Tag Archives: river otter

The Otters Revenge

A couple of weeks ago I made what I thought was an innocuous remark about river otters at the marina and the various ways boat owners have chosen to keep them off their vessels.

River Otters use their scat and urine to mark their territory, and once they find a spot they ‘like’, they return over and over. If your the lucky owner of a boat that’s become their favourite spot – good luck.

Here’s the thing.

They’re cute as hell, but their leave-behind, while I’m sure aromatic to another Otter, is down right smelly. Our friend Mandy on Saltspring says if they get in your boat, about the only way to get rid of the smell is to sell it.

With a sailboat, the issue is less problematic than an open powerboat.

Unless you leave a hatch open.

Which I never do.

Except for earlier this week.

When I did.

Leave the hatch open.


Ironically, the day I left the hatch open was the day I went down to the boat to wash the otter goo from the foredeck.


Normally, leaving the hatch open would mean a nice fresh air smell down below.


Our local otters discovered my mistake and used otter SMS to let their peeps know it was time to party.

Compared to the cold fiberglass non-slip fore deck, things are downright luxurious below decks. At least from an otter’s perspective (or a cold sailor’s).

Those crazy kids left quite a mess, the smell was quite unbelievable. I spent a couple of hours pulling everything out of the boat, washing it down, and scrubbing down the boat. EB finds it amusing that I can spend hours scrubbing the boat but rarely do the same with our kitchen or bathroom floor but that’s for another post.

Even then it smelled mighty ripe.

A nice day out on the water to air things out seemed appropriate.

What little breeze there was didn’t do a lot to dissipate the smell, so I’ve hauled everything ‘marked’ by my otter pals home for a heavy duty scrubbing, using organic orange peel concentrate and whatever else I can get my hands on.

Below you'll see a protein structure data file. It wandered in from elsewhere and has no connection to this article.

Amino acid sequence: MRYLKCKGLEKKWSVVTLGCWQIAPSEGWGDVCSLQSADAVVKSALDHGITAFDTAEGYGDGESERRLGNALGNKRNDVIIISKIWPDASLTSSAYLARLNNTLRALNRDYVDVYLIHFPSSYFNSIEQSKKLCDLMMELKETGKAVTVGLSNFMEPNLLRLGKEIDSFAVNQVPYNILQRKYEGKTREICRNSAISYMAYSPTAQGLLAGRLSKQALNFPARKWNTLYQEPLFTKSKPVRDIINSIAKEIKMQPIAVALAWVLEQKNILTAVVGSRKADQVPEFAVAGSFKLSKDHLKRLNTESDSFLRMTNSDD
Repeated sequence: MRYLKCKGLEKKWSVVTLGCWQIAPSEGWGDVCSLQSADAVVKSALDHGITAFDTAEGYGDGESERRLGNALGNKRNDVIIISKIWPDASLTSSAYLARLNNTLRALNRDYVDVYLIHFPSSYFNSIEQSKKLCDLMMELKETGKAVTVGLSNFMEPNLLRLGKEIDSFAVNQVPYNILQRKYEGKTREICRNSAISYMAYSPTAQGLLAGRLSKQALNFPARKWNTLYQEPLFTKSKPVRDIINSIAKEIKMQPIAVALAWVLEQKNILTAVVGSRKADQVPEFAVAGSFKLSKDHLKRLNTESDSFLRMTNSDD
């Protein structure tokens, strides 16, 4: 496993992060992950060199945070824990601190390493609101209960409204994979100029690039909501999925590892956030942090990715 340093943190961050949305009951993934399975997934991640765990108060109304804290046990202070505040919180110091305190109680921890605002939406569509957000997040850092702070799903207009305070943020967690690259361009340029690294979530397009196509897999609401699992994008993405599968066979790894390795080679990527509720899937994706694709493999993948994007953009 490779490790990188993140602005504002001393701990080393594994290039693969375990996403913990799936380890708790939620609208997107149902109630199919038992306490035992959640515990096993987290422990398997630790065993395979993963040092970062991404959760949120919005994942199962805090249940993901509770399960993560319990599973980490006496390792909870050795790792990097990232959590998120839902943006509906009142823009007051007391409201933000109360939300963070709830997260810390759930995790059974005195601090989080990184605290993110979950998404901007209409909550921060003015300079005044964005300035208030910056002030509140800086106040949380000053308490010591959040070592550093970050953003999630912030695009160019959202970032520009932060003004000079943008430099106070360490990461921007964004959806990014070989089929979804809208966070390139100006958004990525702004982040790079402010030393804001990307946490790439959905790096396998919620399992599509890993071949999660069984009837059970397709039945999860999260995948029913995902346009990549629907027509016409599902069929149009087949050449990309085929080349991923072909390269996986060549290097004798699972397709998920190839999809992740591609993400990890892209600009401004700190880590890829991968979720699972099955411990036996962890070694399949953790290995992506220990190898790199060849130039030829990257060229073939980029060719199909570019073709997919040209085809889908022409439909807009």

So far the results are 50-50.

My foul-weather gear is smelling pretty good actually – the 4 settee cushions a lot less so.

Thankfully the boat’s only in the water for another week then will be parked beside the house where I can apply any number of smell-reducing-organic-concoctions in hopes of bringing Madsu back to her odiferous self.

Never before have I longed for that musty smell of a closed up sailboat.

Crisis? What Crisis?

The title of a 1975 album by Supertramp has absolutely nothing to do with the current financial meltdown. But the phrase (also from the movie Day of the Jackal) is my favourite response when things get testy.

With every news report laden with the latest stories on the financial crisis, and an election campaign both here and in the US, its time to deal with this stuff once and for all.

How ?



Down on the docks at Horseshoe Bay there was no inkling of anything other than the typical waterfront activity.

Ferries from Bowen Island, Departure Bay on Vancouver Island, and Langdale came and went like clockwork. And hundreds of cars – long-weekend mainlanders heading to a B&B or Gramma’s house – lined up (as usual) waiting for their boat to arrive.

Over on the east docks, where Madsu is moored, river otters continue to make a mess on boats tied there. Given the choice between munching their seafood on the rocks or on a nice Sumbrella fabric cover, they go for the boat covers ever time.

They also seem to like those lovely upholstered seats in power boats, and they leave quite a mess.

Here’s what they left behind on the boat in the slip next to me.

This is the same guy who’s parents leave CBC Radio One on in their boat, claiming it keeps the otters away ( and it seems to work).

My boat neighbour though claims he’s found the perfect anti-otter-repellant: wolf pee. I’m not entirely sure how he’s going to acquire it, or how he’s going to apply it, and if his boat will smell better or WORSE because of it, but what the heck – sounds like a plan

Over at the government dock, a big vintage power vessel was tied up, getting all gussied up for what looked like a wedding party.

I’ve not seen the Tarapunga before, and her aft deck was decorated with ribbons and flowers – but the wedding is a fake: they were shooting on-the-water scenes for the TV series Harper’s Island.

While I was out sailing, Tarapunga went steaming by – not far behind the picture chopper flew just a hundred feet or so off the deck – swooping in on Tarapunga for what I’m sure will be a very sweet shot since as she steamed out into the Straight with the sun glistening off the water.

Beautiful BC couldn’t be much more adorable than it was today.

I tried to get Madsu in the shot but when it comes to a race between my Catalina 22 and a helicopter, well…

The wind piped up so I put a 2nd reef in the main and pulled out my bagged out old jib.

Six hours later I was back at the dock, giving Madsu a proper scrub down after soaking the foredeck in salt-spray.

One fine Thanksgiving Weekend sail – and the only bail-out I considered the entire day was in relation to the dinghy.

Markets ? What markets?